VIPV: photovoltaics integrated into road freight vehicles

Solar-powered transportation

Vehicle-Integrated Photovoltaics, or VIPVs, reduce the emissions of the vehicles on which they are fitted, whether they be used for passenger or freight transport. 

The energy produced during the day can power not only the auxiliary services of the vehicle or the drive itself but also prolong the life of the batteries, considerably reducing their maintenance costs.

But what exactly do VIPVs consist of?

The technological evolution in Vehicle-Integrated Photovoltaics

VIPVs consist of a system of photovoltaic panels fitted to the external surfaces of a vehicle and connected to a battery that collects the energy produced to then be distributed when needed. 

Over the last decade, the technology involved has shown important developments but despite what one might think, the best results so far have been achieved mainly in road freight transport. There are essentially two reasons for this:

  1. The size of passenger vehicles allows for smaller installations, proportionally affecting the energy that can be produced and thus the additional autonomy.

  2. In addition, the market for hybrid or fully electric vehicles for passenger transport remains strongly tied to an aesthetic attention to detail. This hampers the implementation of more visually impactful systems such as photovoltaics, the adoption of which leads to much higher costs in order to disguise their presence as much as possible through integration into the bodywork or glazing of the vehicle. All this is in relation (going back to point 1) to a still limited benefit at a level of autonomy.

Road freight transport in general, however, is a whole other matter. That’s not to say that aesthetics are not important but for fleet operators, the operability of the vehicles and the possibility of saving time and money are key. More space on trucks maximises the benefits of VIPVs in reducing operating costs. Furthermore, the economic viability of Vehicle-Integrated Photovoltaics could be achieved sooner in commercial vehicles than in passenger vehicles due to their predictable routes and timescales.

Today, photovoltaic technology costs significantly less than it did 10 years ago, in conjunction with even greater energy yield. If up until 2001 (1), photovoltaic technologies applied to refrigerated trucks for example (also amongst the most energy-intensive) allowed for a Return on Investment of around 20 years, today, an integrated 5 kWp system – including charge controllers and accessories made with Solbian panels – has an ROI of 4 years (2)!

The benefits of VIPV

The application of solar technology on transport vehicles can even double battery life, spreading replacement costs over longer periods. 

The energy produced by photovoltaics also provides greater autonomy for auxiliary services and to Heating, Ventilation and Air Conditioning (HVAC) systems, eliminating the need to keep the engine idling to run them during stops and reducing the load on the alternator to generate the energy needed to keep them running when in motion. Such aspects translate into lower fossil fuel consumption and consequently lower CO₂ emissions.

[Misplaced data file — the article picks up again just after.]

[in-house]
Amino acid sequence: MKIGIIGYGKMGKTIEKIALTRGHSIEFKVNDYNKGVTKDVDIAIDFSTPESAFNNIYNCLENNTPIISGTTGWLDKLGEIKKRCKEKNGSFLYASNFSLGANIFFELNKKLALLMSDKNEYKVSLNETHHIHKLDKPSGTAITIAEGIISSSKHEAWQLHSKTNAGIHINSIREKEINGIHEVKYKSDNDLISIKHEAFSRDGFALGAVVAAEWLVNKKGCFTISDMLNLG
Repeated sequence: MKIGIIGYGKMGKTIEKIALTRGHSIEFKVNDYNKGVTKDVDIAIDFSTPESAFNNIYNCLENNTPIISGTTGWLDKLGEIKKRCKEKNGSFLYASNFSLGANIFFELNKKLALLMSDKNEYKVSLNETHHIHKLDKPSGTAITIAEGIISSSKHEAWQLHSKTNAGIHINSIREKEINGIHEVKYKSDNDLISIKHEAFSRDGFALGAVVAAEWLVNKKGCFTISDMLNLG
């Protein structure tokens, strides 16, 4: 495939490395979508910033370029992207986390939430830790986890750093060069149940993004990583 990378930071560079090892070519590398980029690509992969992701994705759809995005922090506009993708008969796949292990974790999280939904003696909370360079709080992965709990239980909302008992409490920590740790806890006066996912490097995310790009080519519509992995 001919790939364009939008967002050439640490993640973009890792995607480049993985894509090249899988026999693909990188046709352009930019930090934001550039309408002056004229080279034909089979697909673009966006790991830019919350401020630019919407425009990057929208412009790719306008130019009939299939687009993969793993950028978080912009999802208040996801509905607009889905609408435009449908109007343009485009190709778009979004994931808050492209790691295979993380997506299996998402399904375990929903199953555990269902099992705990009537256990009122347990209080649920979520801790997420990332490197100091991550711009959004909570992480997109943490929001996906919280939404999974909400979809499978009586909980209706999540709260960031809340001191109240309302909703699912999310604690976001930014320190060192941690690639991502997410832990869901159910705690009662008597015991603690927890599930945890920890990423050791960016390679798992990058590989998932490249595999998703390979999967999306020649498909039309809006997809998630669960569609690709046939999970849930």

One interesting example is provided by refrigerated vehicles. Unlike lighter vehicles such as vans, for which in most cases the main motor powers both the vehicle itself and the refrigeration unit, in refrigerated trailer trucks the cooling unit is equipped with a diesel generator that is high in fuel consumption and highly polluting, as it is not subject (at least until 2019) to any emission regulations.

In fact, it is estimated that the average consumption of the auxiliary engine of the cooling unit is around 3,000 litres and produces around 8 tonnes of CO₂ per year, equivalent to the emissions of 4 cars (3).

Thanks to integrated photovoltaics, therefore, a refrigerated truck can overcome both problems. As an example, we report the case of Tesco. The supermarket chain decided to install photovoltaics on some refrigerated trailers of its fleet with an expected saving per vehicle of about 2000 litres of fuel and a reduction in emissions of 5 tonnes per year (4).

Solbian’s 100% customised and 100% complete solutions!

VIPV systems designed by Solbian and applied to road freight vehicles (especially refrigerated trucks) are the result of years of experience gained in the marine industry. The difficult atmospheric and operating conditions that characterize the marine sector have facilitated in successfully applying the know-how acquired to road transport as well, guaranteeing a 100% reliable product, extremely resistant to mechanical stress and fully customizable according to requirements. 

To understand what the ideal solution for your fleet might be, we have developed an online configurator that will allow you to simulate your project.

Click below and try out the free configurator. 


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  1. Solar Powered Refrigeration for Transport Applications (2001) SAND2001–3753
  2. Yield potential of vehicle integrated photovoltaics on commercial trucks and vans, Christoph Kutter, et al. (2021) Presented at the 38th European PV Solar Energy Conference and Exhibition.
  3. https://www.cenex.co.uk/news/greening-refrigerated-transport/
  4. https://deliveryx.net/tesco-using-solar-energy-power-hgv-refrigeration-units/

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